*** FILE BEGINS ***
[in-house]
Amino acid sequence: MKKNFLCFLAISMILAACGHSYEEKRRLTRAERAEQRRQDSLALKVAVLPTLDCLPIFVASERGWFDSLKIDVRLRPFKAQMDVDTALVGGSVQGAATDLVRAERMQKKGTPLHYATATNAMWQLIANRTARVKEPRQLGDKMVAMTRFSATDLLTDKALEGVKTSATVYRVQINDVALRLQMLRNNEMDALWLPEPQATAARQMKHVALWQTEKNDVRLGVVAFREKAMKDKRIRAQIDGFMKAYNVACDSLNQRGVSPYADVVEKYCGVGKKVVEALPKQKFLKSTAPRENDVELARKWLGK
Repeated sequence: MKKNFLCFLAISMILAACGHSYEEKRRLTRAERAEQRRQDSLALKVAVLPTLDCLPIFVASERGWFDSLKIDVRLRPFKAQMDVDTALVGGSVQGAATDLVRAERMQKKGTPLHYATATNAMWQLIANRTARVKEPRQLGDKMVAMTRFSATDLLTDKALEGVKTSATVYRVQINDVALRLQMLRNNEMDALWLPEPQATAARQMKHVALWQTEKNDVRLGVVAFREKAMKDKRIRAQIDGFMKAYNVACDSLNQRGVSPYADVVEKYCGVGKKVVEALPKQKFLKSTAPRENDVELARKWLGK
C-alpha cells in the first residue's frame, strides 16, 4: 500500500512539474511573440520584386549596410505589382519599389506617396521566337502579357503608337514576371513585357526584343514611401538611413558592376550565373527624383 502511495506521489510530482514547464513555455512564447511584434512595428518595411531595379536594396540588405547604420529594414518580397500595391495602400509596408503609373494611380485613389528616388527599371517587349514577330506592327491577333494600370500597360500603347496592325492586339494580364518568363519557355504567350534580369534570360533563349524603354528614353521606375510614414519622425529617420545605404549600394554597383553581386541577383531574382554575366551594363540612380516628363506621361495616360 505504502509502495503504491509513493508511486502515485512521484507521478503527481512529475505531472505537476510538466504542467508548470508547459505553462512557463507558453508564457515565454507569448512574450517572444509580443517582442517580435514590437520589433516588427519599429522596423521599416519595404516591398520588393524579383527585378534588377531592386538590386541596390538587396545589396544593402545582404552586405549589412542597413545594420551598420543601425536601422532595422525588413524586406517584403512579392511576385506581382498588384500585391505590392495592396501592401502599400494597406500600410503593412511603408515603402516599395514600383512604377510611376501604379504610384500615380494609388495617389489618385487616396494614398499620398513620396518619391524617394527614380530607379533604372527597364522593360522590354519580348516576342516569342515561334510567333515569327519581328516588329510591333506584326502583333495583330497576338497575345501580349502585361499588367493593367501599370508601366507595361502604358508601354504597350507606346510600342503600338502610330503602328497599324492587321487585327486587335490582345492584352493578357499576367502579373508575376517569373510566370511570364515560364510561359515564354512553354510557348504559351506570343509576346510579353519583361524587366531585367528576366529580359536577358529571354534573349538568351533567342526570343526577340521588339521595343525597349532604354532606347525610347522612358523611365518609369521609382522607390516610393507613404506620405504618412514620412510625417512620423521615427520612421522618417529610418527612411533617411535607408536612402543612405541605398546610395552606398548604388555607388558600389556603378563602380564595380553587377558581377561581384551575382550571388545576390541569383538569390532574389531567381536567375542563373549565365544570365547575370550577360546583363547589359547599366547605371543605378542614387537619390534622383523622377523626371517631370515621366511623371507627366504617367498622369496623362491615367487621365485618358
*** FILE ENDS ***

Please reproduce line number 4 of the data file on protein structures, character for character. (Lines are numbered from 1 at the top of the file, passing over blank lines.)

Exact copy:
C-alpha cells in the first residue's frame, strides 16, 4: 500500500512539474511573440520584386549596410505589382519599389506617396521566337502579357503608337514576371513585357526584343514611401538611413558592376550565373527624383 502511495506521489510530482514547464513555455512564447511584434512595428518595411531595379536594396540588405547604420529594414518580397500595391495602400509596408503609373494611380485613389528616388527599371517587349514577330506592327491577333494600370500597360500603347496592325492586339494580364518568363519557355504567350534580369534570360533563349524603354528614353521606375510614414519622425529617420545605404549600394554597383553581386541577383531574382554575366551594363540612380516628363506621361495616360 505504502509502495503504491509513493508511486502515485512521484507521478503527481512529475505531472505537476510538466504542467508548470508547459505553462512557463507558453508564457515565454507569448512574450517572444509580443517582442517580435514590437520589433516588427519599429522596423521599416519595404516591398520588393524579383527585378534588377531592386538590386541596390538587396545589396544593402545582404552586405549589412542597413545594420551598420543601425536601422532595422525588413524586406517584403512579392511576385506581382498588384500585391505590392495592396501592401502599400494597406500600410503593412511603408515603402516599395514600383512604377510611376501604379504610384500615380494609388495617389489618385487616396494614398499620398513620396518619391524617394527614380530607379533604372527597364522593360522590354519580348516576342516569342515561334510567333515569327519581328516588329510591333506584326502583333495583330497576338497575345501580349502585361499588367493593367501599370508601366507595361502604358508601354504597350507606346510600342503600338502610330503602328497599324492587321487585327486587335490582345492584352493578357499576367502579373508575376517569373510566370511570364515560364510561359515564354512553354510557348504559351506570343509576346510579353519583361524587366531585367528576366529580359536577358529571354534573349538568351533567342526570343526577340521588339521595343525597349532604354532606347525610347522612358523611365518609369521609382522607390516610393507613404506620405504618412514620412510625417512620423521615427520612421522618417529610418527612411533617411535607408536612402543612405541605398546610395552606398548604388555607388558600389556603378563602380564595380553587377558581377561581384551575382550571388545576390541569383538569390532574389531567381536567375542563373549565365544570365547575370550577360546583363547589359547599366547605371543605378542614387537619390534622383523622377523626371517631370515621366511623371507627366504617367498622369496623362491615367487621365485618358